I’ve scheduled a few posts to be made while I’m off the grid on another photo venture until the first part of September. For those not familiar with the seasonal calendar of Alaska, late August and early September comprise the time frame in which the autumn colors flourish in the alpine tundra highlands. The boreal forest, a little lower in elevation, peaks a little bit later depending on the northern latitude. This means, besides the fact the snow is coming soon, that it a very colorful, picturesque and busy time of year for photography. I’ll have some autumn photos to share later on.
The sheep photo here must rank up there with the least amount of physical exertion I’ve ever spent to acquire a nice shot of one of these mountain dwellers. They are creatures of the highlands where they find protection from predators. While this location is high, about 4000 feet, it is also along the Denali park road in Polychrome Pass, a place that sheep are commonly observed. Some wolves had chased them to this rocky ridge which is situated just 30 feet from the road. The background, distant mountains are especially well suited to a picture that shows their habitat. It was a pleasant change from the normal hike of multiple thousands of vertical feet to find these animals, although I can claim no credit for the work other than being in the right place at the right time! Which sometimes, is a lot of what nature photography is about.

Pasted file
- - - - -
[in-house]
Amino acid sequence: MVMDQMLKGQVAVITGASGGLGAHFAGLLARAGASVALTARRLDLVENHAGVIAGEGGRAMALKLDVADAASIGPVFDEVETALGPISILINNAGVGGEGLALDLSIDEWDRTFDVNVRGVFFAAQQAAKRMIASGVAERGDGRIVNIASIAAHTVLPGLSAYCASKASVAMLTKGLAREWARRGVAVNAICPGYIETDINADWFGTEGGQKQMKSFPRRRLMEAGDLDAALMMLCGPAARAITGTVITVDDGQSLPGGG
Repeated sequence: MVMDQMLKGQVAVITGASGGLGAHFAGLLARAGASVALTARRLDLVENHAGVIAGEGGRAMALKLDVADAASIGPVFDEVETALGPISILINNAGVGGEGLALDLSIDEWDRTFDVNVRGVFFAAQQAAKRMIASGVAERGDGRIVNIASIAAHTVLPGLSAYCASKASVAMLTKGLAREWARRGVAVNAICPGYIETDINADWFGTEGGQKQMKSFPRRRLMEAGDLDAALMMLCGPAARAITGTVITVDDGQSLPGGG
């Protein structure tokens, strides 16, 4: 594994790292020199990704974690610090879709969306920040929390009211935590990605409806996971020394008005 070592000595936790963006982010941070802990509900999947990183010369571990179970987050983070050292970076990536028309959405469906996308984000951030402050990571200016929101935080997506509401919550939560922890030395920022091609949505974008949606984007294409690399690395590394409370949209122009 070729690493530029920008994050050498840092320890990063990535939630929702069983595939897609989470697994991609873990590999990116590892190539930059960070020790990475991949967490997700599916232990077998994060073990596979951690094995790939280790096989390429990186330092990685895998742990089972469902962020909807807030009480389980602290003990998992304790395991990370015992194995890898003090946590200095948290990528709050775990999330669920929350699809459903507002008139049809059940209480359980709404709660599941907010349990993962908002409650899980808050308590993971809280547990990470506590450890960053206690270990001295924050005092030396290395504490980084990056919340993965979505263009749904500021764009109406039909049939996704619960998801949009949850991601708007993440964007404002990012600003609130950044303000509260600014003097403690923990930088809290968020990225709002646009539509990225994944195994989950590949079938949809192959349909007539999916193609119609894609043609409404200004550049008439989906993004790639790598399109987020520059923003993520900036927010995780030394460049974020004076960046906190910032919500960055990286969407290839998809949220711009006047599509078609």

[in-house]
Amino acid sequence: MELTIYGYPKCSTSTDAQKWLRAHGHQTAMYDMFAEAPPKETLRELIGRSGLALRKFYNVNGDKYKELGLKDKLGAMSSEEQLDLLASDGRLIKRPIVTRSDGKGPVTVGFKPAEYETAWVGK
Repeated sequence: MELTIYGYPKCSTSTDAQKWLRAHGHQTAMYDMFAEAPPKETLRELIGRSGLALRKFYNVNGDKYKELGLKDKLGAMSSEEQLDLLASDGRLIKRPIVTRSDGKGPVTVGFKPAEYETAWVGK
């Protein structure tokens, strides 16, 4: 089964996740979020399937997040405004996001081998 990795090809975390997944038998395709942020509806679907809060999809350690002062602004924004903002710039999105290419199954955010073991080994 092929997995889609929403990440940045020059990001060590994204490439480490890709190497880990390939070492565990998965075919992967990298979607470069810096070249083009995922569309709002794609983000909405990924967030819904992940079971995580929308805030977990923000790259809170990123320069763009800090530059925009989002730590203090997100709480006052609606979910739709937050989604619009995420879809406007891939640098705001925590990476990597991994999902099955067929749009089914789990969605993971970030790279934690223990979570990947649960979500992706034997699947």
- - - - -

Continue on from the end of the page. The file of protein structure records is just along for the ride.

I committed myself to a position in which the light was perpendicular to the subject, which had it’s pros and cons, mainly because of background variation. I usually prefer some sort of side lighting, and these worked out o.k. But, I believe that the desire to be in multiple locations when the light splashes is a common dilemma for photographers.